One of the more highly anticipated games presented at Gamescom 2015 was Star Wars: Battlefront. This isn't the original game that was launched over a decade ago, but rather a modern-day remake. EA didn't show us too much of what is coming up, but we did get to play the Fighter Squadron demo for a few minutes. Back at E3, my colleague Rexly Peñaflorida II got to play the Blast Mode demo.
Along with a heap of other trade visitors, we were led into a dark room and told that we would be playing the fighter squadron demo on a PlayStation 4. The explanation was simple. You'd be flying either a TIE fighter for the Empire or an X-wing for the Rebels. People on one side of the room were in the TIE fighters, and the others were in the X-wings. Each team was comprised of an equal number of real players and AI players, and the challenge was to kill as many enemies as possible. AI enemies would grant you 1 point, human players 5 points and shooting down an enemy transport (which would show up every few minutes) would give your team a 20-point boost. The first team to reach 200 points would win. We had time to play two matches before the session was over.
When we started, I played for the Empire and found myself flying a TIE fighter. Of course, the flying controls were not inverted, so I first had to figure out how to rectify this. Once I did, I got into the action and proceeded to get some kills. The flight was quite simple. You have the usual pitch, yaw, and speed controls, along with a couple of quick-moves. The idea behind the quick moves is that if you have someone on your tail, you can press a single button to do a quick barrel roll to the left or right, or a loop-de-loop. For veterans of the series, this is nothing new as the mechanic was implemented in the ship-to-ship battles of Star Wars: Battlefront II.
There was one issue I had with these quick-moves, however. The flight felt quite natural and dynamic, but the moment I used one of these quick-moves, it felt like I entered a scripted move. Of course, that is exactly what they were, but that doesn't detract from the fact that I'd have hoped for them to feel more natural. When I was in a dogfight with someone on my tail, for example, I'd press the roll right button, the ship would straighten up for a brief interval, do the barrel roll, and then hand the controls back to me.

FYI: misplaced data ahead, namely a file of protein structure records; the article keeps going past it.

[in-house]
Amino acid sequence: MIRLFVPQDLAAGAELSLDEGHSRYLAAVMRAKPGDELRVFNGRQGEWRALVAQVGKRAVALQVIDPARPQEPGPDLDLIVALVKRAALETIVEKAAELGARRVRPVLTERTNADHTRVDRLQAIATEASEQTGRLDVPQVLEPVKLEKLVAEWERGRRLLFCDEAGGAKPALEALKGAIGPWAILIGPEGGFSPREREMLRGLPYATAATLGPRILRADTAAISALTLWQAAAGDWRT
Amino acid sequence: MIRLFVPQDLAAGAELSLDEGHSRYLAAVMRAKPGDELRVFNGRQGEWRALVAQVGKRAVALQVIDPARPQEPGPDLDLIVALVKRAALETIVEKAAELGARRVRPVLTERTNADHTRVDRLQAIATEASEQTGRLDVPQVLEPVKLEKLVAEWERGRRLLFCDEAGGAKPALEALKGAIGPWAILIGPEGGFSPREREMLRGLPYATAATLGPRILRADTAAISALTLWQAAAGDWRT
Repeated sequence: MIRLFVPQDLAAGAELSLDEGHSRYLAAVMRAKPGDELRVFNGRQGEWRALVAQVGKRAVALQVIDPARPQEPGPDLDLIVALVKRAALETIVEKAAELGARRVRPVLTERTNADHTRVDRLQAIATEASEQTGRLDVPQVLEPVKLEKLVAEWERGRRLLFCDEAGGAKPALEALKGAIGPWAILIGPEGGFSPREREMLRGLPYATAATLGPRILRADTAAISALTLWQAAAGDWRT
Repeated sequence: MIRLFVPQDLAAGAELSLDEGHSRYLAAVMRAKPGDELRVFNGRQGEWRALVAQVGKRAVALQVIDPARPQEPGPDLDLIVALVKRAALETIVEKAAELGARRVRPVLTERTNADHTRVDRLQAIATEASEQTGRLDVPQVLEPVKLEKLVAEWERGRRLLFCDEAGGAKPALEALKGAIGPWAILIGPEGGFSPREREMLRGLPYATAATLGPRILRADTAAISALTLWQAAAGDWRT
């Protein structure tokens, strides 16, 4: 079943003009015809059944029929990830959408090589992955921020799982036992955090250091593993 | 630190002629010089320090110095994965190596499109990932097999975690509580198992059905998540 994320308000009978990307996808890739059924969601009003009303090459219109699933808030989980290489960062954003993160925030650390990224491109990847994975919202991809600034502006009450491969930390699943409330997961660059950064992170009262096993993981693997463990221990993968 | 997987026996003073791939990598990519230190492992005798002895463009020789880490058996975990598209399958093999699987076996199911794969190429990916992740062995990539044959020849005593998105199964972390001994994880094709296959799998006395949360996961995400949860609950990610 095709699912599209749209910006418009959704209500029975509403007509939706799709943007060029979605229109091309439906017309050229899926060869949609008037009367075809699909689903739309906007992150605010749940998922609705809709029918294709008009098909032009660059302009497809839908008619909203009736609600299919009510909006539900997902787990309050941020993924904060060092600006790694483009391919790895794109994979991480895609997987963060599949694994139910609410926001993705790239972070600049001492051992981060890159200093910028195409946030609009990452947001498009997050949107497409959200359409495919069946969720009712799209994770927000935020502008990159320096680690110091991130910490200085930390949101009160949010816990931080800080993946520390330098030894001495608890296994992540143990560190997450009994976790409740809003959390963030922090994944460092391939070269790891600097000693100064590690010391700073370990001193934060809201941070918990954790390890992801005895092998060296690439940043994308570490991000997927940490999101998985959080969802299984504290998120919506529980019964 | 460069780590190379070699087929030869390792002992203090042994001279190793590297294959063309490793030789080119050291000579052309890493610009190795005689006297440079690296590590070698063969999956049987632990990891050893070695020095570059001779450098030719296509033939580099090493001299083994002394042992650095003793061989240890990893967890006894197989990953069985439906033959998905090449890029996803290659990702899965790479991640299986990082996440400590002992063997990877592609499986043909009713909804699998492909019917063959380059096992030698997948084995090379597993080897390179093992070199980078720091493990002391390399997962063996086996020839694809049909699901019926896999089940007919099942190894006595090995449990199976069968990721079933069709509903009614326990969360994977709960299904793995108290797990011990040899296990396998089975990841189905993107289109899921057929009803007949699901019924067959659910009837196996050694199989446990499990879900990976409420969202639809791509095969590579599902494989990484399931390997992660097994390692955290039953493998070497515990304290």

Part of the flying mechanics was a yellow and red bar at the bottom of the screen that showed the tradeoff between speed and firepower. If you'd hold the left trigger, you'd go faster, but you wouldn't have as much power at your disposal to reroute to firepower. Alternately, if you slowed down, you could deal more damage to your enemies with your laser cannons.
Individually, you would get points for damaging enemy vehicles, with a larger boost when you destroyed it. This would tally up your total, which at the end of the game would place you in the tier to show how good you were.
I also accidentally discovered the button to change views. I could switch between hood views, third person, and in-cockpit, and with each view the soundscape changed, too. Although the cockpit view was obviously the most immersive, it did severely restrict my view, so as an inexperienced console player I stuck to the third-person view.
I didn't get as much hands on time as I would have liked to thoroughly analyze the demo, but the time I did get was good fun and left me with a smile on my face. The fear when companies remake old games is always that they end up ruining it, but I'm fairly confident that DICE won't be ruining this one, from what I saw. Despite the renewed graphics, I still got nostalgic chills from my youth, and the Star Wars feeling was definitely there.
The game is slated to be released on November 17 in the U.S., with the European release following a couple days later on November 20. It will be available for the Playstation 4, Xbox One, and PC, and EA is already taking preorders here.